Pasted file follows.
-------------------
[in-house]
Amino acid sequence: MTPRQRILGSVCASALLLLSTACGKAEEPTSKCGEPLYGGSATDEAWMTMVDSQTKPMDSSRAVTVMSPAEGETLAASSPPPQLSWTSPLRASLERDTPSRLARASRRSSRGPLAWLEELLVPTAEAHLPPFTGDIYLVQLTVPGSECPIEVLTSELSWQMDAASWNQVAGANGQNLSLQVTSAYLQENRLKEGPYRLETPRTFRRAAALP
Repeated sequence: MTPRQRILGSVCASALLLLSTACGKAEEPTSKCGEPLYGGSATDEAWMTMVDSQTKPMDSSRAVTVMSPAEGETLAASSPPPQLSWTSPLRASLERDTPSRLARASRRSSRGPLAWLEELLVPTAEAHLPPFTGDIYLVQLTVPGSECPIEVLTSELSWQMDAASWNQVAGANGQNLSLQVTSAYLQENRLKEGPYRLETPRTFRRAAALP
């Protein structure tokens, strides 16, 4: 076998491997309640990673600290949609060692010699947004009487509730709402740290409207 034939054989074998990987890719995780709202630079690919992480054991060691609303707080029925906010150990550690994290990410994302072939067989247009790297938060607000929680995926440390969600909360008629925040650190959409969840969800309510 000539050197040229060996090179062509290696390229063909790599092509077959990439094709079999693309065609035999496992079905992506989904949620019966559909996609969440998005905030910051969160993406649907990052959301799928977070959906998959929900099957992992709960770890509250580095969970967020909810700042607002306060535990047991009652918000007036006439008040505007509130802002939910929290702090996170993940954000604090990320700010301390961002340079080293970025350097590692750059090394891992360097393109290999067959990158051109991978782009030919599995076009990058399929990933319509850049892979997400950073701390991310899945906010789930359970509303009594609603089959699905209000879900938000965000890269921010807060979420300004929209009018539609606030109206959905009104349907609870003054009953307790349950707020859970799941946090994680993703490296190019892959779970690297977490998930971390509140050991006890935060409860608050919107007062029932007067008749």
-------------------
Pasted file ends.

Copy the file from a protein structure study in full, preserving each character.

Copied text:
[in-house]
Amino acid sequence: MTPRQRILGSVCASALLLLSTACGKAEEPTSKCGEPLYGGSATDEAWMTMVDSQTKPMDSSRAVTVMSPAEGETLAASSPPPQLSWTSPLRASLERDTPSRLARASRRSSRGPLAWLEELLVPTAEAHLPPFTGDIYLVQLTVPGSECPIEVLTSELSWQMDAASWNQVAGANGQNLSLQVTSAYLQENRLKEGPYRLETPRTFRRAAALP
Repeated sequence: MTPRQRILGSVCASALLLLSTACGKAEEPTSKCGEPLYGGSATDEAWMTMVDSQTKPMDSSRAVTVMSPAEGETLAASSPPPQLSWTSPLRASLERDTPSRLARASRRSSRGPLAWLEELLVPTAEAHLPPFTGDIYLVQLTVPGSECPIEVLTSELSWQMDAASWNQVAGANGQNLSLQVTSAYLQENRLKEGPYRLETPRTFRRAAALP
């Protein structure tokens, strides 16, 4: 076998491997309640990673600290949609060692010699947004009487509730709402740290409207 034939054989074998990987890719995780709202630079690919992480054991060691609303707080029925906010150990550690994290990410994302072939067989247009790297938060607000929680995926440390969600909360008629925040650190959409969840969800309510 000539050197040229060996090179062509290696390229063909790599092509077959990439094709079999693309065609035999496992079905992506989904949620019966559909996609969440998005905030910051969160993406649907990052959301799928977070959906998959929900099957992992709960770890509250580095969970967020909810700042607002306060535990047991009652918000007036006439008040505007509130802002939910929290702090996170993940954000604090990320700010301390961002340079080293970025350097590692750059090394891992360097393109290999067959990158051109991978782009030919599995076009990058399929990933319509850049892979997400950073701390991310899945906010789930359970509303009594609603089959699905209000879900938000965000890269921010807060979420300004929209009018539609606030109206959905009104349907609870003054009953307790349950707020859970799941946090994680993703490296190019892959779970690297977490998930971390509140050991006890935060409860608050919107007062029932007067008749």